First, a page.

Sneak peek: new developments at Bok

Changes to the former cafeteria and Art Deco Auditorium at Bok are on the docket for this month’s EPX zoning meeting

It’s hard to believe that it’s only been five-and-a-half years since we first wrote about the initial zoning changes sought by Scout Ltd., the developers of the Bok Building, 1901 South 9th Street. Next week Scout will seek another zoning variance for additional changes to the property—and you’re welcome to hear what’s in store.

Bok Vocational High School opened to students in 1938. Its 3,000 students learned trades ranging from cosmetology and wallpapering to auto mechanics and bricklaying. By 2013, enrollment had dwindled to 1,000 students when the School District closed the school, leaving a great void in the educational system—and the neighborhood.

Edward Bok Vocational School. 4/15/1936. City of Philadelphia Dept. of Records.

The building was put up for public auction. The winning bidder, announced in 2014, was Scout Ltd., a multi-disciplinary design and development firm led by Lindsey Scannapieco.

Since then, the 340,000 square foot building has been transformed into a thriving community of small, creative businesses, artists, makers, and entrepreneurs, a popular rooftop bar, bicycle shop, coffee shop, and public meeting spaces that have hosted (pre-pandemic) ESL classes, flea markets, craft shows, and art exhibits.

As heralded on their website, “Bok’s first three tenants were a haberdasher, a textile designer and a jewelry designer; all three lived in the neighborhood and had outgrown their rowhome work spaces.” The tenant mix now includes “150 businesses, artists, makers, entrepreneurs, and non-profits—ranging from fashion designers to filmmakers to glassblowers to architect practices to woodworkers, and even a wholesale bakery.”

The next phase of development includes plans for the 6th floor, the 7th floor roof, and the handsome Art Deco auditorium. Scout is seeking a variance for the 6th and 7th floor and a special exception for the auditorium.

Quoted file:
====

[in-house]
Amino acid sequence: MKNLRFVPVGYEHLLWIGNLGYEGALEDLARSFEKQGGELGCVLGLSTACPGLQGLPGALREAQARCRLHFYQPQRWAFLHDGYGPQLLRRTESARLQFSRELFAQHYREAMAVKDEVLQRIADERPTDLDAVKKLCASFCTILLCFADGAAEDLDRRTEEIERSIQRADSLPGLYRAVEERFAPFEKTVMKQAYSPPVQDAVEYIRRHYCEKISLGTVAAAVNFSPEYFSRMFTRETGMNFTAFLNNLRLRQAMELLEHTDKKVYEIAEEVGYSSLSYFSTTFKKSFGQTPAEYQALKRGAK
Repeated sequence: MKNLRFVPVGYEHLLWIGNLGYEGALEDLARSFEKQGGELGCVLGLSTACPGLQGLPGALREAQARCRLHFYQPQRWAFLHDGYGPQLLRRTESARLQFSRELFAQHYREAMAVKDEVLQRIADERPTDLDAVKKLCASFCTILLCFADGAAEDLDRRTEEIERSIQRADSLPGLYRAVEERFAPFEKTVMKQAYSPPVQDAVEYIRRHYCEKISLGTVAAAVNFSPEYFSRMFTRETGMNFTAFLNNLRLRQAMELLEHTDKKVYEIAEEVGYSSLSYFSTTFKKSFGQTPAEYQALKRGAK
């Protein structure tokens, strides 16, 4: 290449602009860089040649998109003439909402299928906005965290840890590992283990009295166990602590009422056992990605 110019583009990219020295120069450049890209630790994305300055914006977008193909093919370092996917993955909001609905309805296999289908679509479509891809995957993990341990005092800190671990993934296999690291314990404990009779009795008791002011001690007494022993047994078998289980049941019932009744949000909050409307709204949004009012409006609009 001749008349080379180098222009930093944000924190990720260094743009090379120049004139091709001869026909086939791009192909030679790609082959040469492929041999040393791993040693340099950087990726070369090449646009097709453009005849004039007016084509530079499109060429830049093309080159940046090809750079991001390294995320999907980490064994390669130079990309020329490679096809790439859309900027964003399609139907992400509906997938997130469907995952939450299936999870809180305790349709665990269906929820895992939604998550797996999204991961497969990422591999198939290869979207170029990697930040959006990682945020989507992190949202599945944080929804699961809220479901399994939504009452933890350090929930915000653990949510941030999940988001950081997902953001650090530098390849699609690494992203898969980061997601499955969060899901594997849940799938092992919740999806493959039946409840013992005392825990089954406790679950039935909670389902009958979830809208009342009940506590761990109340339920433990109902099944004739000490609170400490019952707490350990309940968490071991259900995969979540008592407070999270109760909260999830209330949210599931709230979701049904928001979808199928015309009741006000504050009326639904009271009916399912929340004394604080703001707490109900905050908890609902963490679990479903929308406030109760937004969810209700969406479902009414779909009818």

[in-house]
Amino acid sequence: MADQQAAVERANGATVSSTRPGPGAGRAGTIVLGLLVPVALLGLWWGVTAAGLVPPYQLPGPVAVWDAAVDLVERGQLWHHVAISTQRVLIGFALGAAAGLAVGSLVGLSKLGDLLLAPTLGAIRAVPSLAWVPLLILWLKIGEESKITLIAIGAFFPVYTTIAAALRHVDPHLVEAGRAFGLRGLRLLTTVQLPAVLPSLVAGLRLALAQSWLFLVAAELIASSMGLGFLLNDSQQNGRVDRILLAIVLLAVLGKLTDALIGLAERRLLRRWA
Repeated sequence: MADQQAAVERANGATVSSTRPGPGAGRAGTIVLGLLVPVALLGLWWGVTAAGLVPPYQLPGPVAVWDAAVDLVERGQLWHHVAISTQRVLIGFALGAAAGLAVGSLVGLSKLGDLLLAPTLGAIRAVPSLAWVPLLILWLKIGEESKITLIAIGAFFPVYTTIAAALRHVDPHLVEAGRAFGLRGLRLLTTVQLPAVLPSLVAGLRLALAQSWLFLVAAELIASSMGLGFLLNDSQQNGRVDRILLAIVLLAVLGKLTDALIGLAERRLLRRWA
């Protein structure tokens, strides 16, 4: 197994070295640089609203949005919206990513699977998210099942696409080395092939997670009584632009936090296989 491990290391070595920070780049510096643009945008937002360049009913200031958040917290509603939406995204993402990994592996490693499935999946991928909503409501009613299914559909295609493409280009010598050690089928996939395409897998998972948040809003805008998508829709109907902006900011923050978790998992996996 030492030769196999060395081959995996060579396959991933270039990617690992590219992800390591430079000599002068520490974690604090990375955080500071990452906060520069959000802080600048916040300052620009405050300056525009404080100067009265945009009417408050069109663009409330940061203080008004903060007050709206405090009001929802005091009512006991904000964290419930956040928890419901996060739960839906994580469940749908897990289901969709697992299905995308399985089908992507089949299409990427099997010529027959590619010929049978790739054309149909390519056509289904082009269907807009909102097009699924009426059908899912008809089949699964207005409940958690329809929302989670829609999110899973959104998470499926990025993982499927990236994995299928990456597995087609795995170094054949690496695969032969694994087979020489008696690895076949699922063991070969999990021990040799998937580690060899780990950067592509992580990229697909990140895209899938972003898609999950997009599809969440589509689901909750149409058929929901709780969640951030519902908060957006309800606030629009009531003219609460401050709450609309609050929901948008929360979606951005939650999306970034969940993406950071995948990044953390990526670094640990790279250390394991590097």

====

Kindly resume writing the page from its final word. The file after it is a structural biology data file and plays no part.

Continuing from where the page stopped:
The zoning special exceptions sought by the developers include:

  • Assembly & Entertainment zoning use for auditorium for 600 people.
  • Ability to use existing rooftops (historic precedent of use).
  • Cafeteria (room 601) and 7th floor roof for Assembly & Entertainment for 300 people.

Space 601 (former Cafeteria)

Bok 6th floor former cafeteria space.

According to their presentation, “the former school cafeteria (space 601) has the potential to accommodate a co-working business or large, open-plan tenant. We are seeking use for up to 300 people.”

Bok 7th floor rooftop space.

This plan allows the existing cafeteria infrastructure and equipment to be reused. It will also allow flow from the indoor space to the 7th floor rooftop on the west side of the building.


Bok Auditorium rear (left) and stage (right) views.

Bok’s cavernous Art Deco Auditorium currently seats 1,465 people—1,200 people on the first floor and 265 on the balcony. It’s one of (if not the) largest space of its kind in South Philly. Bok has received a grant for $246,000 for improvements to this space.

The vision for the auditorium transforms it into a cultural and community venue. The space would engage “a mix of art, music, dance, film and experiences.” The nonprofit Friends of Bok would operate and maintain the space. The group would help “balance neighborhood needs and concerns venue viability.” In short, they’ll make sure the space is both profitable and benefits community groups.